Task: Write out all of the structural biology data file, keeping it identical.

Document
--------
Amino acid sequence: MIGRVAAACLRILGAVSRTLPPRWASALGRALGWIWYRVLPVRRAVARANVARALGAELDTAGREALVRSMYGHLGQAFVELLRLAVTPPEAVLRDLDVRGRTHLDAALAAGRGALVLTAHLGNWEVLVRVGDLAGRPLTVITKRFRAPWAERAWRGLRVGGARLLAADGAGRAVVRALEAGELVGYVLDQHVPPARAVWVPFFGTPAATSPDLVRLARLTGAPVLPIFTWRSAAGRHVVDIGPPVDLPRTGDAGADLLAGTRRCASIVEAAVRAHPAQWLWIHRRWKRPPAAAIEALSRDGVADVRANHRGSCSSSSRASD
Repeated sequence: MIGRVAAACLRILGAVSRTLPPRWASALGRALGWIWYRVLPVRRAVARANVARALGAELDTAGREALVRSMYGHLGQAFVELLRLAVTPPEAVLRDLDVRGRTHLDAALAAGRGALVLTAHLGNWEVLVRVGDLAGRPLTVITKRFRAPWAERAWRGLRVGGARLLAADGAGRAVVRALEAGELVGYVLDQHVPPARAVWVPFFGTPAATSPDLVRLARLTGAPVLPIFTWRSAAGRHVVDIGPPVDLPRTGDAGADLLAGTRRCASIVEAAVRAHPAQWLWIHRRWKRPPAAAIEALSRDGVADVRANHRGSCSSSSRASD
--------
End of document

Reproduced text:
Amino acid sequence: MIGRVAAACLRILGAVSRTLPPRWASALGRALGWIWYRVLPVRRAVARANVARALGAELDTAGREALVRSMYGHLGQAFVELLRLAVTPPEAVLRDLDVRGRTHLDAALAAGRGALVLTAHLGNWEVLVRVGDLAGRPLTVITKRFRAPWAERAWRGLRVGGARLLAADGAGRAVVRALEAGELVGYVLDQHVPPARAVWVPFFGTPAATSPDLVRLARLTGAPVLPIFTWRSAAGRHVVDIGPPVDLPRTGDAGADLLAGTRRCASIVEAAVRAHPAQWLWIHRRWKRPPAAAIEALSRDGVADVRANHRGSCSSSSRASD
Repeated sequence: MIGRVAAACLRILGAVSRTLPPRWASALGRALGWIWYRVLPVRRAVARANVARALGAELDTAGREALVRSMYGHLGQAFVELLRLAVTPPEAVLRDLDVRGRTHLDAALAAGRGALVLTAHLGNWEVLVRVGDLAGRPLTVITKRFRAPWAERAWRGLRVGGARLLAADGAGRAVVRALEAGELVGYVLDQHVPPARAVWVPFFGTPAATSPDLVRLARLTGAPVLPIFTWRSAAGRHVVDIGPPVDLPRTGDAGADLLAGTRRCASIVEAAVRAHPAQWLWIHRRWKRPPAAAIEALSRDGVADVRANHRGSCSSSSRASD